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BAR LEADERS OWE US SOME ANSWERS

In recent years, it has been all downhill for lawyers' reputations. Opinion polls indicate that public confidence in lawyers is at an all-time low. And the defenders of the status quo are increasingly forced to fend off criticism from within the legal profession's own ranks.

In this context, the lawyers have been forced to abandon their long-standing "the public be damned" attitude and have developed new, more sophisticated strategies. Their goal: to defuse public outcry while maintaining essentially unchanged the legal system that works so well for them and so poorly for the rest of us.Last year the American Bar Association decided to come to grips with the endless criticisms about the bar. Did they propose fixing things? No. Instead they hired a public relations expert to change their image. Their new tactic is to launch a giant public relations blitz, which will begin next month.

If we let the legal establishment write the script for the upcoming ABA hearings and report, they'll achieve their goal, acting responsive without really changing anything. And a real opportunity for reform will be lost.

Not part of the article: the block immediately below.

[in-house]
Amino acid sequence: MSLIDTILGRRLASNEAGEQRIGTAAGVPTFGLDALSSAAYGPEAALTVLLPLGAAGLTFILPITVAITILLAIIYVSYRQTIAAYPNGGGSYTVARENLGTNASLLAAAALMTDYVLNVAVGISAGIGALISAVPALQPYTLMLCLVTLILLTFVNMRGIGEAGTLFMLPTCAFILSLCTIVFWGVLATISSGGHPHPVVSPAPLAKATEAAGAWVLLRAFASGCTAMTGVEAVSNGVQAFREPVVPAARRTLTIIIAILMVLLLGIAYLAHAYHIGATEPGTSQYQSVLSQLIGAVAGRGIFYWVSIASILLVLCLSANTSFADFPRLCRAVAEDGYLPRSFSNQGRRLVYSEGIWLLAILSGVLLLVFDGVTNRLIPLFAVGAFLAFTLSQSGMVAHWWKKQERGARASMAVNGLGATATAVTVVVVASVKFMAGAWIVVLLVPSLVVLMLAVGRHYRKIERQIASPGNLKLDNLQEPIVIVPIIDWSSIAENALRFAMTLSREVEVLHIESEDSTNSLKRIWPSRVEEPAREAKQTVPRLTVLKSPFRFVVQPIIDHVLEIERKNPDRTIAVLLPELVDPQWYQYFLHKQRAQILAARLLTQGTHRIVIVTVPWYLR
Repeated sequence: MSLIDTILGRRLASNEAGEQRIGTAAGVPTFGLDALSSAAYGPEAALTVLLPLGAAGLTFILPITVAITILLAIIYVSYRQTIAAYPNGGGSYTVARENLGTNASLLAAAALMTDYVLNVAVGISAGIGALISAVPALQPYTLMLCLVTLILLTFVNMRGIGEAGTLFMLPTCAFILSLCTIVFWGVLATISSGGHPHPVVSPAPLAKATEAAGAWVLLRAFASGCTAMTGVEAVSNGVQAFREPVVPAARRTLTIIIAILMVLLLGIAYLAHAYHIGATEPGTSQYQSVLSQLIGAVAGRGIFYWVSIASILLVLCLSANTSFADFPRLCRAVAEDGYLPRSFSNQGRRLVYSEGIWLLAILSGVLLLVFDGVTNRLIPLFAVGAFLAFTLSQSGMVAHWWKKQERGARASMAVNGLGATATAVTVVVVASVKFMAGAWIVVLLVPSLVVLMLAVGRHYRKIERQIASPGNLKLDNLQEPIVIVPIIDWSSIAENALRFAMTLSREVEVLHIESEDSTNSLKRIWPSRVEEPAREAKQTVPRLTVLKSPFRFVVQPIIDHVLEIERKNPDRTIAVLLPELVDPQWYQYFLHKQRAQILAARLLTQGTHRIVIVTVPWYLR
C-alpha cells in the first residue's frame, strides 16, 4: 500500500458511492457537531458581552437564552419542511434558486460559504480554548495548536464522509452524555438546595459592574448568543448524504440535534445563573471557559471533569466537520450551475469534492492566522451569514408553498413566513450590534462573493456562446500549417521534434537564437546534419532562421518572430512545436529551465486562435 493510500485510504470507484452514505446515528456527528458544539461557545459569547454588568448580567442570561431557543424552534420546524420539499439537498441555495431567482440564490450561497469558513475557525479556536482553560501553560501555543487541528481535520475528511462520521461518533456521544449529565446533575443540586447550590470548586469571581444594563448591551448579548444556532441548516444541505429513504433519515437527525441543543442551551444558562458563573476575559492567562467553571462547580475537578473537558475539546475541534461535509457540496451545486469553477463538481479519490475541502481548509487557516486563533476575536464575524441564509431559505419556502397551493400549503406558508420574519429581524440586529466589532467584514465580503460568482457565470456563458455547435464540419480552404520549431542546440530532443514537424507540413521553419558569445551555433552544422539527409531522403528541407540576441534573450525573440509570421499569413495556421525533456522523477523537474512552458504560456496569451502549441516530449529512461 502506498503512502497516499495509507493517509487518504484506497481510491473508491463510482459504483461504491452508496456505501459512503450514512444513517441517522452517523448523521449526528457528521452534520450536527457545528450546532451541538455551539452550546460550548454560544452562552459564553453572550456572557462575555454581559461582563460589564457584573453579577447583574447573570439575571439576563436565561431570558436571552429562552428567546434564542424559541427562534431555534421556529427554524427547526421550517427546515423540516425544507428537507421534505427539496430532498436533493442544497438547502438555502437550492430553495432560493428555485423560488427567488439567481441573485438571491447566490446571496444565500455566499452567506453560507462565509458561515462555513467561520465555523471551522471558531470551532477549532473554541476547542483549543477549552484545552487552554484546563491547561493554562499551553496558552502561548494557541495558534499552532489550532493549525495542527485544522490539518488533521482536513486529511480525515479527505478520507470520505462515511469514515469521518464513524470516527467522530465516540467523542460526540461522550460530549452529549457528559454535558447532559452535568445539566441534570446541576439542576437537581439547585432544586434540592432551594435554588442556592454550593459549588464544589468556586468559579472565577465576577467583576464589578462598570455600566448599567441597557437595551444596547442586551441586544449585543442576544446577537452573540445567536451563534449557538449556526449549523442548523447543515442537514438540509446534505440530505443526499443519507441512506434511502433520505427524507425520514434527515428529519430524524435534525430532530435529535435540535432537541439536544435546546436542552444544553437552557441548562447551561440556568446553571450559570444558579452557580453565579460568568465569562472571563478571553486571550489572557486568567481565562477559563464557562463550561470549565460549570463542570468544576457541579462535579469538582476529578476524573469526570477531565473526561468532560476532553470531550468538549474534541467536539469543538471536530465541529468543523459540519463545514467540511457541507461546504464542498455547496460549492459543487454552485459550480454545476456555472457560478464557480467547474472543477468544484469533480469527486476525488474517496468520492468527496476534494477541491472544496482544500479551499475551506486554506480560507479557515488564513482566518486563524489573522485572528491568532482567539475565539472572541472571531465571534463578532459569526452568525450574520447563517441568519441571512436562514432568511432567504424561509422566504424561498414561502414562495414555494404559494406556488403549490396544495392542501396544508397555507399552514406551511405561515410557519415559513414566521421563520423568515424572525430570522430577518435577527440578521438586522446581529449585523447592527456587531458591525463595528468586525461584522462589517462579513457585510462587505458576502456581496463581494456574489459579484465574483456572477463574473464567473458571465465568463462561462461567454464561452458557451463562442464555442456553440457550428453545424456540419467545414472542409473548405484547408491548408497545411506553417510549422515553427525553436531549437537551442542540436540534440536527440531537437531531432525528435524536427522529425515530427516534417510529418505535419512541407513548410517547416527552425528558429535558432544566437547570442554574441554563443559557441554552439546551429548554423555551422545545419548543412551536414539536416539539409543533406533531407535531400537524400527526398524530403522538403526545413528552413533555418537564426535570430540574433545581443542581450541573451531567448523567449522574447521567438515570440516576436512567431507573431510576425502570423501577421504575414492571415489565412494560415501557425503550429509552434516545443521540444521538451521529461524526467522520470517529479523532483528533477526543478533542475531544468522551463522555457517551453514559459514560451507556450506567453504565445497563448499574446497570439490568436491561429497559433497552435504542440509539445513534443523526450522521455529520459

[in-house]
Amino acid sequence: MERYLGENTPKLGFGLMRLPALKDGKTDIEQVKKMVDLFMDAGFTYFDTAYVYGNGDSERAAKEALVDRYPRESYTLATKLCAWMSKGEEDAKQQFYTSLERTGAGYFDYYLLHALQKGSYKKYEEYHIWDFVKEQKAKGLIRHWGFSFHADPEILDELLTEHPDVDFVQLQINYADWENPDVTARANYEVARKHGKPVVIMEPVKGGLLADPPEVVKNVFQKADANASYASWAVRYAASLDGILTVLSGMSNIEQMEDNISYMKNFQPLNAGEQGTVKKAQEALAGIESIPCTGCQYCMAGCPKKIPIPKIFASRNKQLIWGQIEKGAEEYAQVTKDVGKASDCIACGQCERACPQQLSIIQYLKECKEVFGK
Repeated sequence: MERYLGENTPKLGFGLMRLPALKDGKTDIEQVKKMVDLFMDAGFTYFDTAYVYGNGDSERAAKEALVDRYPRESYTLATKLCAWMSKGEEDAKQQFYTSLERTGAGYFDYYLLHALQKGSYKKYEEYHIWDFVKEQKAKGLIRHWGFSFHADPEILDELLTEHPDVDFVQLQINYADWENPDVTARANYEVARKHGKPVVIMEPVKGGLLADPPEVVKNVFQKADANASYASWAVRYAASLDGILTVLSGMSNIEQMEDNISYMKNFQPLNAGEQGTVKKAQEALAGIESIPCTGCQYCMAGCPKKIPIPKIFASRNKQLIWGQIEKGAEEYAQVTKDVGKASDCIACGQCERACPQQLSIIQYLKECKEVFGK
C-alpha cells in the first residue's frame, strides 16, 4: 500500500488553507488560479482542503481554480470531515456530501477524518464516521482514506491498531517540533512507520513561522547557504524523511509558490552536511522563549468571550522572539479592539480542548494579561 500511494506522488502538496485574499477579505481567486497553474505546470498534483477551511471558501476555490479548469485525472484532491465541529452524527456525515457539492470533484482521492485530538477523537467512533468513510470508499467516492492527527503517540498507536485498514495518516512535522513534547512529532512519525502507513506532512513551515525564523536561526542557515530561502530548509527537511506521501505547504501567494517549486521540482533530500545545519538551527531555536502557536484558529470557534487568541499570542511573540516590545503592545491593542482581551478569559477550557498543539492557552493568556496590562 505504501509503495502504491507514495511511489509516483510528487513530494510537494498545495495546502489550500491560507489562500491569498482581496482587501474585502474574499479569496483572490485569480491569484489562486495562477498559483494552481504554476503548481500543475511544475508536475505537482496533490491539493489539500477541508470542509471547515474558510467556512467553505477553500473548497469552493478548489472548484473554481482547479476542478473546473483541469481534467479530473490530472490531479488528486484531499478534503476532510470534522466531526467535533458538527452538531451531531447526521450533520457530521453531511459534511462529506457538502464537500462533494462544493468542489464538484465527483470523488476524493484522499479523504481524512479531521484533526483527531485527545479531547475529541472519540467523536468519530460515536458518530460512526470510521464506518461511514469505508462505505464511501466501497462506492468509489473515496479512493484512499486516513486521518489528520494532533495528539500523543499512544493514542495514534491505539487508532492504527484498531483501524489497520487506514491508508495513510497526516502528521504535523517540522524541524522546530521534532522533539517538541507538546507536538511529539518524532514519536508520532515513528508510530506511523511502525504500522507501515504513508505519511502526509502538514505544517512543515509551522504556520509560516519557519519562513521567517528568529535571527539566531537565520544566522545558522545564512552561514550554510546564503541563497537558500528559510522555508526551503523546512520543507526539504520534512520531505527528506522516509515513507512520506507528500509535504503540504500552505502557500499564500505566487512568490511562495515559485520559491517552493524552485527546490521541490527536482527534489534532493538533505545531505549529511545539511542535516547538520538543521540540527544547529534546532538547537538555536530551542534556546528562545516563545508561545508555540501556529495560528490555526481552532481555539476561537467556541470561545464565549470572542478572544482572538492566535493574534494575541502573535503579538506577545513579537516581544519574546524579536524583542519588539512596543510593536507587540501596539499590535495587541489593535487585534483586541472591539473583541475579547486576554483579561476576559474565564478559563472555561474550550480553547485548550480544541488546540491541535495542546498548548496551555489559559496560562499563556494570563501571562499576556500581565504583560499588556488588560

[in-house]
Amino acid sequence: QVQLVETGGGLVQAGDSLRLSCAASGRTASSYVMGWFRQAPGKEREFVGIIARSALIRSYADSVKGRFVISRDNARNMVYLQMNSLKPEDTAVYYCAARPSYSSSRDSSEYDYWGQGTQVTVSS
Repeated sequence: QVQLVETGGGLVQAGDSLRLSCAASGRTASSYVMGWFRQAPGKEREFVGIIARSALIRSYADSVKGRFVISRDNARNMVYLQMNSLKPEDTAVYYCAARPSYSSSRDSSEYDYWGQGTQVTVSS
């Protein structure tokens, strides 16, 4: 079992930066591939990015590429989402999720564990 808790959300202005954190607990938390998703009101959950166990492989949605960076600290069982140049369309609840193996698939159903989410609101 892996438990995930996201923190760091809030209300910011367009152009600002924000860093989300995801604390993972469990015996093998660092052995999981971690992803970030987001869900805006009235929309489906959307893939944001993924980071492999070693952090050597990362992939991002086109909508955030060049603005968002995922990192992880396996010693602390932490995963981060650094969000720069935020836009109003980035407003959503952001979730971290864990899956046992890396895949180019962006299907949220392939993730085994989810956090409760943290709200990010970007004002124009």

Many reforms require state legislation, such as increasing the ceiling on small-claims court cases or lawyer self-regulation. Legislators require data. The bar leaders should be witnesses in legislative hearings, forced to account for the problems and answer hard questions about why these problems cannot be fixed.

It is the bar monopoly that creates many of our problems. It is a denial of due process that millions of people cannot get into the legal system and people like myself have been the victims of legal malpractice. We want hard answers.

Let them sit in the witness stand for a change and explain why Americans should continue to be victimized by a legal system needlessly complex, frustratingly inaccessible and hopelessly expensive. We want answers as to their endless persecution of non-lawyers who help people in court. We want answers as to the client-security fund that is supposed to protect people who have been ripped off by the system.

Mark Faux

Salt Lake City